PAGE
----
That night I was working at the Queen Elizabeth hospital for Children, Hackney Road, as a junior casualty officer. The hospital had an arrangement with the local ARP that it could be used for casualties if there were a local incident.
That night the anti-aircraft guns in Victoria Park were particularly noisy and sounded like bombs coming down. A phone call about 8.45pm told us to prepare for 30 patients from the Bethnal Green tube shelter. We had to change the cots into adult’s beds.
I had two male students from the London Hospital working with me. My immediate reaction was that it was an exercise to see how quickly we could prepare for the casualties. We had hardly completed the task when one dead person after another arrived on stretchers. The faces of the casualties were wet and mauve in colour.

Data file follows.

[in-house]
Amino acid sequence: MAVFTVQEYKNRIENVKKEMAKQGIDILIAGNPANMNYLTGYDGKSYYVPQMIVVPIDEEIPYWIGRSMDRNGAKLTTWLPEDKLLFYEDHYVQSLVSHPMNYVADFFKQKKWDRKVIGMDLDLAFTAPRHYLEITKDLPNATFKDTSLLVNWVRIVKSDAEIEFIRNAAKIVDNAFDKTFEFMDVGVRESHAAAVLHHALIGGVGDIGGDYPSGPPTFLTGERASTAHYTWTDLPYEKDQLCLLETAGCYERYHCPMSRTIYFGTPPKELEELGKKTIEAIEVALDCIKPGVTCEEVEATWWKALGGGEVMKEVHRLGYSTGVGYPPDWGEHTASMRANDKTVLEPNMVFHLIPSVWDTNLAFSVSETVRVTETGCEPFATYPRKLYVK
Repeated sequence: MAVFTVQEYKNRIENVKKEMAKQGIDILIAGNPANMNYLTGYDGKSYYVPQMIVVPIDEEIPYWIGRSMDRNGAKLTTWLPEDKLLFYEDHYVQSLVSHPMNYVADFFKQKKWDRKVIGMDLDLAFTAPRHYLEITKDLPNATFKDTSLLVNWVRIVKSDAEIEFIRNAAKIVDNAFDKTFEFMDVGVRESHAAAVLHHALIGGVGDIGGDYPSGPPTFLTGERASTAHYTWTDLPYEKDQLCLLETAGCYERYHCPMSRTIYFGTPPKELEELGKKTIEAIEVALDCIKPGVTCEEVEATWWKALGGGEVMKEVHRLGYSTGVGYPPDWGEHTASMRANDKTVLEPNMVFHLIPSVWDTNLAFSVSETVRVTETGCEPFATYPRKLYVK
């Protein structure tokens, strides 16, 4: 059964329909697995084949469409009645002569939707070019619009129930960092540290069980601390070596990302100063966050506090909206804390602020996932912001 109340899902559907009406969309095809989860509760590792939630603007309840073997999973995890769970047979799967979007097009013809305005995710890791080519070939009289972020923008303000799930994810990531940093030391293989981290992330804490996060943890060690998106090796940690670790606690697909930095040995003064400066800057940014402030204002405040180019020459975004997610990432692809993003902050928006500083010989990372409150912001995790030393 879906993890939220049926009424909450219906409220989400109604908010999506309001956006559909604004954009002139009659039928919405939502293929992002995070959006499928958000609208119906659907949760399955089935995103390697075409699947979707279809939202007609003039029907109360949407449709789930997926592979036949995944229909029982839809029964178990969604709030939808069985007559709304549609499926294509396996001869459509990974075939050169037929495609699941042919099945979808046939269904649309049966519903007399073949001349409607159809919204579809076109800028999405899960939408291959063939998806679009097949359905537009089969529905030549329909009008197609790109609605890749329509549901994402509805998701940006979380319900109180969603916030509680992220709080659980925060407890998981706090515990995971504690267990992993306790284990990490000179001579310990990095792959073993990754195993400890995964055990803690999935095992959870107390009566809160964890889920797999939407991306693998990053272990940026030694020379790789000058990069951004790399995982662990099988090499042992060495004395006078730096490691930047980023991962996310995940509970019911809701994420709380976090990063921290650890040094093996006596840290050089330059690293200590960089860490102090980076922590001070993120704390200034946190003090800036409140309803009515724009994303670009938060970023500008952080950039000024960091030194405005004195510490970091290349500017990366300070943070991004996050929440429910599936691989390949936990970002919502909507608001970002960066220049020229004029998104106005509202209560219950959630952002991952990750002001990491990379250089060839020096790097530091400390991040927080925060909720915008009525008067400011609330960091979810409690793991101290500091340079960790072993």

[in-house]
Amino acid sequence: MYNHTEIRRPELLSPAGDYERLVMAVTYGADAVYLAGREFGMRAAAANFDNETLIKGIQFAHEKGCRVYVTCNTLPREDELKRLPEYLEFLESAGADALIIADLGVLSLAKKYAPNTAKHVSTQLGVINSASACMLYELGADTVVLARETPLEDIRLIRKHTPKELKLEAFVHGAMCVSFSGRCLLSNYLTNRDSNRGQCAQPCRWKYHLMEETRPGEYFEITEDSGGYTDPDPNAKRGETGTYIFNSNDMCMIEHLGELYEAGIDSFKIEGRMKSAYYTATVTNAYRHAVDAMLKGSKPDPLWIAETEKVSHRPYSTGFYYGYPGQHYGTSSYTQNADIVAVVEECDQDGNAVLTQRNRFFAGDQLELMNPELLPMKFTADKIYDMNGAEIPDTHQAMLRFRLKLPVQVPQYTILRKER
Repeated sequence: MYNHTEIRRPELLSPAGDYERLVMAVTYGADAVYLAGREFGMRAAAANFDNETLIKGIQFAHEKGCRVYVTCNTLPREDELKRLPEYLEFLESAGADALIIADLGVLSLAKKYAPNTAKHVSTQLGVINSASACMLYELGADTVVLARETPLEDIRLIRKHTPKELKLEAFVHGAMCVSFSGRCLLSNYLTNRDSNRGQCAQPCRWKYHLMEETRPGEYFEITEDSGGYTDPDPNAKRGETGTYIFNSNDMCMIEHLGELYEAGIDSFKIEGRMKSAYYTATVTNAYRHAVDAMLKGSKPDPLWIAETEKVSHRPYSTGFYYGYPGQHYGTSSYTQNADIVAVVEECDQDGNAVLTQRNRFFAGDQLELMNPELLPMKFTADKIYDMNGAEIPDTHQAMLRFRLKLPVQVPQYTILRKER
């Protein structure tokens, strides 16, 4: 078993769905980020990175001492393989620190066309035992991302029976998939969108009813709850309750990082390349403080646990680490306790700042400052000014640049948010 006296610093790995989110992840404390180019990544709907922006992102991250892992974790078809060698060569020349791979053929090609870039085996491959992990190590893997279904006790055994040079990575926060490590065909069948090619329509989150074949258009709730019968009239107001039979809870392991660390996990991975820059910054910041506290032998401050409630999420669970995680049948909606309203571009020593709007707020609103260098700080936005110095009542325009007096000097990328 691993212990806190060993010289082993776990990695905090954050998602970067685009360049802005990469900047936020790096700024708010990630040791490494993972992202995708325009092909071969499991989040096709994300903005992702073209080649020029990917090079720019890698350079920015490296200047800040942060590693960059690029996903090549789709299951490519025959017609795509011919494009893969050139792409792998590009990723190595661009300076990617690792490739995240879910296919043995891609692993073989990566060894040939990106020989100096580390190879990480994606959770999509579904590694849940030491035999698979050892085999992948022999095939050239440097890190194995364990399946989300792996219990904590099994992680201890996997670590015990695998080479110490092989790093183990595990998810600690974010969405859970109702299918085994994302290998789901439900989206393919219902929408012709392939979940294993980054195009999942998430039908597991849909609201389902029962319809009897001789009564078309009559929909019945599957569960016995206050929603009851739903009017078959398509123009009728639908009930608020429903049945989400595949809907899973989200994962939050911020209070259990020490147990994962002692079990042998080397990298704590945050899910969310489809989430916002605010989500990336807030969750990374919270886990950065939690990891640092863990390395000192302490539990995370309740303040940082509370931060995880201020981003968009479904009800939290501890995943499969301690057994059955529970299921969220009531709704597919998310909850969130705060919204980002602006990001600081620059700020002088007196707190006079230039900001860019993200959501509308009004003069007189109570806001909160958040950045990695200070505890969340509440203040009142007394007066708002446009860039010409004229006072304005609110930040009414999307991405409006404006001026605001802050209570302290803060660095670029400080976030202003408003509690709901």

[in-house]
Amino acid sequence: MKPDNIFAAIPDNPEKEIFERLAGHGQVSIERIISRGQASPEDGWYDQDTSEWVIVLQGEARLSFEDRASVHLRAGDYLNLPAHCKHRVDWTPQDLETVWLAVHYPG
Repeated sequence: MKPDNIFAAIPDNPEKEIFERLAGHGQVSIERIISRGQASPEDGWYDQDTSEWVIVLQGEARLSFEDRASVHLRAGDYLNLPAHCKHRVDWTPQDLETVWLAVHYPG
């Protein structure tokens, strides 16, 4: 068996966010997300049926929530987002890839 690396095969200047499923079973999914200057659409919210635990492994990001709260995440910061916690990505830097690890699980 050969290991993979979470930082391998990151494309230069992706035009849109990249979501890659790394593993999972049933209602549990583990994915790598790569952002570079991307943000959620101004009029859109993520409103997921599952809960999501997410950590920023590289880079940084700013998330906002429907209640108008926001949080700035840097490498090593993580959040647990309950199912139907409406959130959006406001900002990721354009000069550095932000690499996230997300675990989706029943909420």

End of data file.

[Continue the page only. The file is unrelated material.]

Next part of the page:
It was sometime before a small boy with a broken arm gave us some idea what had happened on the station staircase. The ambulance men were extremely upset as their families were in the shelter – and demanded the stretchers and blankets back immediately. We could only agree that the casualties were beyond hope and piled the bodies in one of the consulting rooms. We spent the night treating minor injuries i.e. broken limbs, cuts and bruises.
The next morning we were told not to discuss what had happened and to this day I have tried to suppress the ghastly memories of that night – and still tend to get in a panic if I am involved in a crowd at a tube station. I’m glad to think that even at this late date some memorial will be built.
Dr. Joan Martin.
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